We’ve been watching a lot of Winnie the Pooh the past couple of days during our traditional Thanksgiving beach trip. It’s colder this year than it usually is, so we’ve been playing cards, cooking, making cocktails, and yessssss—watching Winnie the Pooh.
This is the first time Finn has shown any interest in Pooh, though I’ve tried before to turn him onto it (four year old MUST make up their own minds about these things). Pooh plays a special place in our family. My parents read it to each other when they were first married, and my dad was in seminary. Then there was one particular day—I must have been three—when my mom and I walked through our neighborhood, and I opened a neighbor’s mailbox, against Mom’s instructions. A bee flew out of the mailbox, and stung me under my arm. She took me home, put some medicine on it, and we listened to Winnie the Pooh on vinyl. I still have that record. It’s the one about the blustery day.
Finn has become particularly attached to the latest Tigger movie, in which Tigger realizes the he’s actually not so fond of being the only Tigger, and wants to find his family. When letters are unanswered, and no other Tiggers are found—the usually bouncy guy becomes depressed, downtrodden, and completely absorbed in his loneliness. Despite his friends attempts to console him—even dressing themselves up as Tiggers, he turns them all away and leaves the Hundred Acre Wood in anger and sadness.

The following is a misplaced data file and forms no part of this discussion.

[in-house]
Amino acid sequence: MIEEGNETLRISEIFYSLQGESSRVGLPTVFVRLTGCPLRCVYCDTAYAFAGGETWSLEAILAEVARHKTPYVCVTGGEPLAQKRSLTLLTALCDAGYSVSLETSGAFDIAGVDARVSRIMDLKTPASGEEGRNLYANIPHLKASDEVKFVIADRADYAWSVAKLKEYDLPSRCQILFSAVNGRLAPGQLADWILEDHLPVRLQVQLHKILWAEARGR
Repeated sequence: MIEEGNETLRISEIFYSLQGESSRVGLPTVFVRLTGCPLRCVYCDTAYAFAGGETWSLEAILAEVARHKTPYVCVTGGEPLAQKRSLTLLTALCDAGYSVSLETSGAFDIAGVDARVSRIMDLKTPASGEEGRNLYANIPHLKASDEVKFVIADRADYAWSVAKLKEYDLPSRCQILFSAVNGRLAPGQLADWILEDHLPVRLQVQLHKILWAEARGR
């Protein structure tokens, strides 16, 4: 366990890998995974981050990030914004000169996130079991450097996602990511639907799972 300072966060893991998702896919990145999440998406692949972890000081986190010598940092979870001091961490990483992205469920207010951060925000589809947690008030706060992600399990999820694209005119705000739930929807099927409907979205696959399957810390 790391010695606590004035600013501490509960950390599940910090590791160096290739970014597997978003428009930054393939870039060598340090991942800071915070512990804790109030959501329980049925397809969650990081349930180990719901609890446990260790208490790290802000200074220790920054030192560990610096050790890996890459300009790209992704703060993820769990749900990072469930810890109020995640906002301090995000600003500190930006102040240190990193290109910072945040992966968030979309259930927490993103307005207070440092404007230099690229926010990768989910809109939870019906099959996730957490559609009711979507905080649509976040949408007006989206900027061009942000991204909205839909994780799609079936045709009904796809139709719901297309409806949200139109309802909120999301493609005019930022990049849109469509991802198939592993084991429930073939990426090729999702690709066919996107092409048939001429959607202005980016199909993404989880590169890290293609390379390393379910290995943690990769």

It usually takes some event, some crisis to get us to look at the barriers we put in front of ourselves that prevent true love and connection. Even after Roo bravely leads everyone through a blizzard to search for Tigger, and they finally succeed in finding him, Tigger is still so angry and lonely that he yells at everyone to leave him alone in the cold. All he wants is his REAL family. As Tigger screams at his friends to go away—the world comes crashing down all around them in the form of a snow avalanche. They narrowly escape, and as they run through the catastrophe, and finally make it safely home, Tigger realizes (DUH) that these creatures who love him, who’ve lived with him, who come after him when he’s hurting and angry, are indeed, his REAL family—stripes or not.
I saw a friend’s post yesterday on Facebook wishing a Happy Thanksgiving to those who were hurting, angry, and alone. Her children were out of town for the holiday with her ex-husband, and she missed them desperately. We all feel lonely and alone at times—no matter what the Instagram pictures or the Facebook posts say. We think our lives are supposed to look a certain way, feel a certain way. When the avalanches come crashing down around us and everything is risked and sometimes broken and buried, it’s the ones who “come after us” time after time—the ones who won’t let us retreat into solitude, no matter how angry, lonely, or stubborn we may be that are our REAL family. Most of the time, all we have to do is take off the armor, open our arms, and stop pushing them away. Let them sit with us in our disappointments and desires, even when it doesn’t always fit our “picture” of how things are supposed to be.